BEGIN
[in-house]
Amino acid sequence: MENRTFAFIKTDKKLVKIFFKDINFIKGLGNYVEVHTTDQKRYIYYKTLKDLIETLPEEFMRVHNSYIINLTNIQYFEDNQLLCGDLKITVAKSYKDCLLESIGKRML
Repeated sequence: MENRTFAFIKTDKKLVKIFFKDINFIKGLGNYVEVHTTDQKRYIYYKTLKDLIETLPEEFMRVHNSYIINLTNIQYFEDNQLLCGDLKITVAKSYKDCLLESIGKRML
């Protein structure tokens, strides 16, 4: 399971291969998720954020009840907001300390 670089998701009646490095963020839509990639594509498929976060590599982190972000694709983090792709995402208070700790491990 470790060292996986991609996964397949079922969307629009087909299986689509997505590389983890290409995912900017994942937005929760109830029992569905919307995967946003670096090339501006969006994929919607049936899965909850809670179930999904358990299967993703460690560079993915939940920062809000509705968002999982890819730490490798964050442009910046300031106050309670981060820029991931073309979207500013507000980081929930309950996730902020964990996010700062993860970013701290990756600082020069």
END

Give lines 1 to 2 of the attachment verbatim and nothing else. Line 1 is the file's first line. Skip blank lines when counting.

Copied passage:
[in-house]
Amino acid sequence: MENRTFAFIKTDKKLVKIFFKDINFIKGLGNYVEVHTTDQKRYIYYKTLKDLIETLPEEFMRVHNSYIINLTNIQYFEDNQLLCGDLKITVAKSYKDCLLESIGKRML